MABLETON, Ga. -- Jesus Cruz was working one of his 10 hour days in the warehouse when he got the call from his lawyer. His deportation proceedings were being halted by a federal judge.

"I was happy and I started calling my family and telling them I wasn't going to get deported, and they were happy too," Cruz said. "They were trying to send me to a country I don't even know."

Cruz's parents brought him here illegally from Mexico when he was 12. Last year, a decade later, he was caught driving without a license in Cobb County. He was flagged for lacking the proper paperwork, and was headed for deportation.

Cruz's lawyer said he didn't have anything like an American spouse or children to offer a sympathetic judge. He'd had his case delayed twice already, but a Monday hearing was looking like the final straw.

"[The Judge] said if we didn't have any resolution by the next time which was [July 16th], then she was going to have him deported," said attorney Julio Moreno. "He would have had to leave this country to go back to a country he doesn't know anything about."

Cruz is one of 15 young clients at the Fogle Law Firm in Atlanta who were facing deportation last month. Then President Obama announced a plan to relax deportations on certain qualified undocumented immigrants.

The policy applied to those who were brought to the US when they were under 16, have been in the country for five years, have no criminal history, have graduated from high school or obtained a G.E.D., or served in the military. President Obama said the move would affect about 800,000 people. Cruz was the first one at the Fogle Firm.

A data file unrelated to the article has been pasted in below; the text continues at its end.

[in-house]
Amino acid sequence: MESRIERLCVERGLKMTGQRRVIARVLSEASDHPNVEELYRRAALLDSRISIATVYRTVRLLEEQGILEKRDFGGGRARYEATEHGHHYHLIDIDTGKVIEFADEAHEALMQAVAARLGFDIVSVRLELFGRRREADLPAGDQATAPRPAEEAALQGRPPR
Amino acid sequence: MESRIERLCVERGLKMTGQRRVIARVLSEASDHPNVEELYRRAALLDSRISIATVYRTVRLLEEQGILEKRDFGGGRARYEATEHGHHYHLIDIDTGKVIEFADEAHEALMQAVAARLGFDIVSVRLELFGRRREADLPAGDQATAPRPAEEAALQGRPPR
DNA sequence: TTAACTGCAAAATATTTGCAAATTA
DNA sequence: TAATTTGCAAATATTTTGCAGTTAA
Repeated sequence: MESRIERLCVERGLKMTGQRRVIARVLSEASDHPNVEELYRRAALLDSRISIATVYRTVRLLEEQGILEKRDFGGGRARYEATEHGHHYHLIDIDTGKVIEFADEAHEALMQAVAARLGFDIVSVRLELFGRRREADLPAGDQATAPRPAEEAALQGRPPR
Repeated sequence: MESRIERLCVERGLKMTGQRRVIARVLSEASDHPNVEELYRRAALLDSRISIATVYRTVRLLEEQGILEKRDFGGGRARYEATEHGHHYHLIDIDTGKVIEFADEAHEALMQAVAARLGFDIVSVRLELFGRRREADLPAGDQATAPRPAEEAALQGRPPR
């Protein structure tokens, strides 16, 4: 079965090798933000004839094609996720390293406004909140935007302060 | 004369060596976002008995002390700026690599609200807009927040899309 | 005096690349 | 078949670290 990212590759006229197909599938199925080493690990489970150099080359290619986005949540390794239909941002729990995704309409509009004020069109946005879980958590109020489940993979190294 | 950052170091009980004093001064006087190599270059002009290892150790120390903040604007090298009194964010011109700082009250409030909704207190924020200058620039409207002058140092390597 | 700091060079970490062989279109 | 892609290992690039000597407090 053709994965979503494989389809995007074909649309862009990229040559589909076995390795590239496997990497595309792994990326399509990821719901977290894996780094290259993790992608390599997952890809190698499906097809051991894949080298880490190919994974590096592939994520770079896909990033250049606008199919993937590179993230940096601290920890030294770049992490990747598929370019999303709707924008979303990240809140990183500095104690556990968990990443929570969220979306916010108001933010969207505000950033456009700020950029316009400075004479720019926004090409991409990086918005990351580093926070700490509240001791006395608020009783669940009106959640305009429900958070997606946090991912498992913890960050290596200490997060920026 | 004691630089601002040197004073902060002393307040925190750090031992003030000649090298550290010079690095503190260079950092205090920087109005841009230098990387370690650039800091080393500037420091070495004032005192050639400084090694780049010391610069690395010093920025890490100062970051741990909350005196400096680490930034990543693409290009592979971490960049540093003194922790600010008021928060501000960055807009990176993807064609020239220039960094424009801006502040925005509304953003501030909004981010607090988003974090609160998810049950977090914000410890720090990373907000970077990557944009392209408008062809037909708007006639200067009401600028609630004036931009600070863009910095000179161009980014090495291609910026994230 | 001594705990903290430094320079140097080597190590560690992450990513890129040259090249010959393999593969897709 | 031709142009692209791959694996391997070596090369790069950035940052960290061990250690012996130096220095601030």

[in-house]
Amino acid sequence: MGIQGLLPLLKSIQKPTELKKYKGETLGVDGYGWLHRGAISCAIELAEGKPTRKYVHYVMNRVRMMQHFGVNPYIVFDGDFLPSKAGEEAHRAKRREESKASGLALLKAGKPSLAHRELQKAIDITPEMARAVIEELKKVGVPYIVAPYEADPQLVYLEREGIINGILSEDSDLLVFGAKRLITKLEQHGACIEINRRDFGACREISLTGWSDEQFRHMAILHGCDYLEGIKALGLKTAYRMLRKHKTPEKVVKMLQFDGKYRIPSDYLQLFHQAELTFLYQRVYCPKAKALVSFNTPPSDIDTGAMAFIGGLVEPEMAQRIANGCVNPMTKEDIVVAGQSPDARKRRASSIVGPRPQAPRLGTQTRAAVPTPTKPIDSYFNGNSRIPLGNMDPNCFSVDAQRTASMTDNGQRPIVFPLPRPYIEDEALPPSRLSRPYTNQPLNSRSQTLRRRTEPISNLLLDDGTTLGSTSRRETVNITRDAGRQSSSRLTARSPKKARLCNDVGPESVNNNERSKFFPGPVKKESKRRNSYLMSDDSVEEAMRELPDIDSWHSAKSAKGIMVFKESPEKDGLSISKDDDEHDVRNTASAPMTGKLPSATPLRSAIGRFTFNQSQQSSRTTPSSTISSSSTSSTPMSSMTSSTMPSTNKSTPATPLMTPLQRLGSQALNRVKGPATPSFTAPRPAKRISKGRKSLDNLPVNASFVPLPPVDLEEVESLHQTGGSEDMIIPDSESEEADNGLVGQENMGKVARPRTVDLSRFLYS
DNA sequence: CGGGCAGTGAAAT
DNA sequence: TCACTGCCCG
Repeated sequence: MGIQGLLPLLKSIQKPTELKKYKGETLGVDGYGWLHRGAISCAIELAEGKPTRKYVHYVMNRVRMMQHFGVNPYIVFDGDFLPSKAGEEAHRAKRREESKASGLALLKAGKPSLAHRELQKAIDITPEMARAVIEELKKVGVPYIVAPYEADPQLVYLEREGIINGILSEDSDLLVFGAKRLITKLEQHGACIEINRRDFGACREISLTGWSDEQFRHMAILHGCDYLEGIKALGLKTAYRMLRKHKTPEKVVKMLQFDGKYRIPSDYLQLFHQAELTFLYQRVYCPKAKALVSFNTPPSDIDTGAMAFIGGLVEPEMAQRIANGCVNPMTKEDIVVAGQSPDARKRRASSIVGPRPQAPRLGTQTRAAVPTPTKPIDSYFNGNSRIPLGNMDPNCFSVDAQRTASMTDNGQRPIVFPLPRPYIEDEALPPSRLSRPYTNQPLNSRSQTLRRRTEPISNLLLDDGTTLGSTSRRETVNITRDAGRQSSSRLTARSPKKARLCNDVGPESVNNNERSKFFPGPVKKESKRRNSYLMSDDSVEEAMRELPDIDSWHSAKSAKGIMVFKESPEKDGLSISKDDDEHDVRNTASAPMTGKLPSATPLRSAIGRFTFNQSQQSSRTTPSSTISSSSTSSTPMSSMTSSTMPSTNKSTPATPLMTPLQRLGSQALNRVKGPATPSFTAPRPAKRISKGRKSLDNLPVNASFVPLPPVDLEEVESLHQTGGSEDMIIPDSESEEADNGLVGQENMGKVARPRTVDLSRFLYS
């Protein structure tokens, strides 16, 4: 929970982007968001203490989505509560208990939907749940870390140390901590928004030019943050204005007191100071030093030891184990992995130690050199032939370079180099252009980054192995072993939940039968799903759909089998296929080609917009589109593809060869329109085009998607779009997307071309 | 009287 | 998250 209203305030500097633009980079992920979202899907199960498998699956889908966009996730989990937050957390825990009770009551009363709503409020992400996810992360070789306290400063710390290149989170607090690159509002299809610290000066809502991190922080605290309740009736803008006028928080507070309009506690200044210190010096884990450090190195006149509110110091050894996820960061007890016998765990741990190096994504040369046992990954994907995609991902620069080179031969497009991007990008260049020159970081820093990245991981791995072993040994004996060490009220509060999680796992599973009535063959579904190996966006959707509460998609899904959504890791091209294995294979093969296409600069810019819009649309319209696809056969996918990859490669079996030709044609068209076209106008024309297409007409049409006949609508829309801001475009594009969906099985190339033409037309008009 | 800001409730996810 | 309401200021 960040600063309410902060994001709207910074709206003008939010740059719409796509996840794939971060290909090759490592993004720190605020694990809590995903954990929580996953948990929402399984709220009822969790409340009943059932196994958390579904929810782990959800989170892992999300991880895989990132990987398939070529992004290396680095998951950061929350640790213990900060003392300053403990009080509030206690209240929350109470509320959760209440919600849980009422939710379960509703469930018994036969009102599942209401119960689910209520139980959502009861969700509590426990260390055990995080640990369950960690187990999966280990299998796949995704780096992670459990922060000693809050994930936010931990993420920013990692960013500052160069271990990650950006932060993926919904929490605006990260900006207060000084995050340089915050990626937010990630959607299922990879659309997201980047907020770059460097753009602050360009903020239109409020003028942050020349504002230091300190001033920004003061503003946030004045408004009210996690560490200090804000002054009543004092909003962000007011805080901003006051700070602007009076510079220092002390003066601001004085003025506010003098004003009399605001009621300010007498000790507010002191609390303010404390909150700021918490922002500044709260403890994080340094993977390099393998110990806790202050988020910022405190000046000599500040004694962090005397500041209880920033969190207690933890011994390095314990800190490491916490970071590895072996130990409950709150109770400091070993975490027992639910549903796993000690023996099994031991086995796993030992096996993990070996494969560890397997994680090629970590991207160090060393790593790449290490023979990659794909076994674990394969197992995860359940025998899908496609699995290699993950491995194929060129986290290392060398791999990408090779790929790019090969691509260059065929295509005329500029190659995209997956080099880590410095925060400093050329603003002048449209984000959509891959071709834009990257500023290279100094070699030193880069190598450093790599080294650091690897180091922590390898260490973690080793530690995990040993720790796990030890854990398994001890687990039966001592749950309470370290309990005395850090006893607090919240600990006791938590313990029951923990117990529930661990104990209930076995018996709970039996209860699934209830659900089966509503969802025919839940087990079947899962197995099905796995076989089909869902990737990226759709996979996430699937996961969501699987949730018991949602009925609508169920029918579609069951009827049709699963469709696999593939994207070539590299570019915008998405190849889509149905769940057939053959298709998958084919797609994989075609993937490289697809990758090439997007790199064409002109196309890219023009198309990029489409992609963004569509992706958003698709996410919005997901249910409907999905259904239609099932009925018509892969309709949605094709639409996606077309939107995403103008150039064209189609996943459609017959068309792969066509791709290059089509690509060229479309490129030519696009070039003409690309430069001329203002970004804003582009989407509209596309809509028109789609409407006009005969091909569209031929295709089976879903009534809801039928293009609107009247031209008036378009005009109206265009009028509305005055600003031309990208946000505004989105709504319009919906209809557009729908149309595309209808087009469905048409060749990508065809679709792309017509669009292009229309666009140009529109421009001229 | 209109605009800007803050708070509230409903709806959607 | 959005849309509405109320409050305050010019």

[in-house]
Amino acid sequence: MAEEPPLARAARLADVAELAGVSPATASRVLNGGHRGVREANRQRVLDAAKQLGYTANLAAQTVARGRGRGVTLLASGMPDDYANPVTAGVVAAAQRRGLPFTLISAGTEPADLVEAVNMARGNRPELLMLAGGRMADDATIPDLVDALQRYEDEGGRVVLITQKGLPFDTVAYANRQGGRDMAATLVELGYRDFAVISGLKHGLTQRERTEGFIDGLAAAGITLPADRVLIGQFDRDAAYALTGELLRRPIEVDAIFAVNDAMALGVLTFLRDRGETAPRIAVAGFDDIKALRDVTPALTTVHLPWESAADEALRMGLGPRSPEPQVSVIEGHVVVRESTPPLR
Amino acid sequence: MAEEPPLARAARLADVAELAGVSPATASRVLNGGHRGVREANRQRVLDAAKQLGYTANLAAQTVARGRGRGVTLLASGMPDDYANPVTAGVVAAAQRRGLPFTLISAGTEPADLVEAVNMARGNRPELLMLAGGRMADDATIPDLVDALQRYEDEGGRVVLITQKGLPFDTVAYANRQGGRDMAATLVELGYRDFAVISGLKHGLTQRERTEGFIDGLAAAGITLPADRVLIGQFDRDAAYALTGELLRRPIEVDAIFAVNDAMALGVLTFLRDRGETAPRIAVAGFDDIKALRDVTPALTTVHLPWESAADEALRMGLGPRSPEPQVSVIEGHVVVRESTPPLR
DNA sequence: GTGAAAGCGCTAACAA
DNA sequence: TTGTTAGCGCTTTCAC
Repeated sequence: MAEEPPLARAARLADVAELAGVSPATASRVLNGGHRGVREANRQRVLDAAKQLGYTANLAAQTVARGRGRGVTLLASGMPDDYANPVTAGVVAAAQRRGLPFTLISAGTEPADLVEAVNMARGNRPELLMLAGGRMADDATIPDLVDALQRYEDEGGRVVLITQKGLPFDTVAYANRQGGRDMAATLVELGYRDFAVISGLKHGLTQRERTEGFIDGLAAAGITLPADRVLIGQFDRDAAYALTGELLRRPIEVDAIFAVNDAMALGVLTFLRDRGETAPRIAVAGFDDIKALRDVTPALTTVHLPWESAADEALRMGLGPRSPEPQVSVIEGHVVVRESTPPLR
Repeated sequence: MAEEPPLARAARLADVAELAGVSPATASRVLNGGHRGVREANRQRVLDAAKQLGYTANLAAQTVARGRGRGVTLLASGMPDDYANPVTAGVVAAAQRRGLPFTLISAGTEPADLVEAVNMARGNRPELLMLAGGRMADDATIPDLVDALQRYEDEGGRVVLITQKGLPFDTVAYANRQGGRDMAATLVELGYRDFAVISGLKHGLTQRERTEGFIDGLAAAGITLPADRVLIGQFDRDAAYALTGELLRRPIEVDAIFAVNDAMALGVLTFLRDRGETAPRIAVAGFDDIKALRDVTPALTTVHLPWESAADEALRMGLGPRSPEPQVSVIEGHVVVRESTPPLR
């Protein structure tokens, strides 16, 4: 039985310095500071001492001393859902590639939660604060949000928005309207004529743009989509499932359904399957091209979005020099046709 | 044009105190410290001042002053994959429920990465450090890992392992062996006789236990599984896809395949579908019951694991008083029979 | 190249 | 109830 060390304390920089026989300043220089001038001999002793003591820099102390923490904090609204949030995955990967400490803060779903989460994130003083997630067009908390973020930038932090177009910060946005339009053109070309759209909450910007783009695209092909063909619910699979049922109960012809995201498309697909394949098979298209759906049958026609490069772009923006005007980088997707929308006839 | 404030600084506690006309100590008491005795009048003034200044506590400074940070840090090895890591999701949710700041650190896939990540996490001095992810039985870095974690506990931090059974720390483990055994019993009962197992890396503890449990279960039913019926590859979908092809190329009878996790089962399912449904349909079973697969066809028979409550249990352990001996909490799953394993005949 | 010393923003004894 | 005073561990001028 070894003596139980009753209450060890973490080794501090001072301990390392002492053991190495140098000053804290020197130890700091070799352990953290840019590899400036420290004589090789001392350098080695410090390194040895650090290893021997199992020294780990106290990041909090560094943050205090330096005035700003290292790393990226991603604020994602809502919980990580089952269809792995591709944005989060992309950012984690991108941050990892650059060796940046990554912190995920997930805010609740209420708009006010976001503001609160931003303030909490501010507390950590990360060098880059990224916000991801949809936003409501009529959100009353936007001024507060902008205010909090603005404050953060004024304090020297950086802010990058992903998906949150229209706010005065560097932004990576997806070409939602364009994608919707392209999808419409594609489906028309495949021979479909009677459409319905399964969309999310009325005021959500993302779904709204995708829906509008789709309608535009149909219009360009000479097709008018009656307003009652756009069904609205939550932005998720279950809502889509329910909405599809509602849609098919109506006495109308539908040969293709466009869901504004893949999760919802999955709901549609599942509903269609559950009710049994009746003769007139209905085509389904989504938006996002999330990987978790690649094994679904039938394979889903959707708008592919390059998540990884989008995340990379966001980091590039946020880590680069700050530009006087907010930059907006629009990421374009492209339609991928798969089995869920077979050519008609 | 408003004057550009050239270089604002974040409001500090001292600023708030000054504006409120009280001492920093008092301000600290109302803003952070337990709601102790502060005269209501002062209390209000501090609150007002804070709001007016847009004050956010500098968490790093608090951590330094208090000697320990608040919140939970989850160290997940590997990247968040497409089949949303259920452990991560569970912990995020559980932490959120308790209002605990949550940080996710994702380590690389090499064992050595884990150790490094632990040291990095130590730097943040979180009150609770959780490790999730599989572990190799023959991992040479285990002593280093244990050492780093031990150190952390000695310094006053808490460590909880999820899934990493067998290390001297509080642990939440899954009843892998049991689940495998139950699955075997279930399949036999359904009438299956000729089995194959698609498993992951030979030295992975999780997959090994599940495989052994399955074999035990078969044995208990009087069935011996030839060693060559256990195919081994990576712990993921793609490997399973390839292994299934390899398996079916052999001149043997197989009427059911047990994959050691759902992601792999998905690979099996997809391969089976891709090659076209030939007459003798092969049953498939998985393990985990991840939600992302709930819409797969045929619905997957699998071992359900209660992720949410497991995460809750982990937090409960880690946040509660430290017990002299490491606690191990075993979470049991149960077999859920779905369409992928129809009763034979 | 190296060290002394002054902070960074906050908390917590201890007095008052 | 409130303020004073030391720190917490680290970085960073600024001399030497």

"It changed things a lot here in Atlanta," Moreno said. "Atlanta is known to be one of the toughest immigration courts in the country. "

But Immigration enforcement advocates like D.A. King in Marietta said the policy is a step toward amnesty. The president of the Dustin Inman Society, he reminds voters that the president didn't come into office with a plan to ease deportations for certain people-he announced the decision halfway into an election year.

And King said the focus shouldn't be on innocents like Cruz, but the parents who brought him here and the employers who gave them jobs.

"If we stop illegal employment, we have stopped illegal immigration," King said. "I'm sure this is a very nice kid, it's not his fault. But by the same token, I'm not willing to watch the US constitution be run through the white house shredder to correct something that could be done in congress."

Cruz is hoping Congress will go the other direction-by loosening restrictions on him instead of tightening them. He hopes one day to go to college and follow in the footsteps of his lawyer.

"If they give me a chance, I would like to go to college and become an immigration lawyer to help out people like me," Cruz said. "[My lawyer] changed my life, because even if I'm not from here, he gave me the opportunity to stay here and fulfill my dreams."

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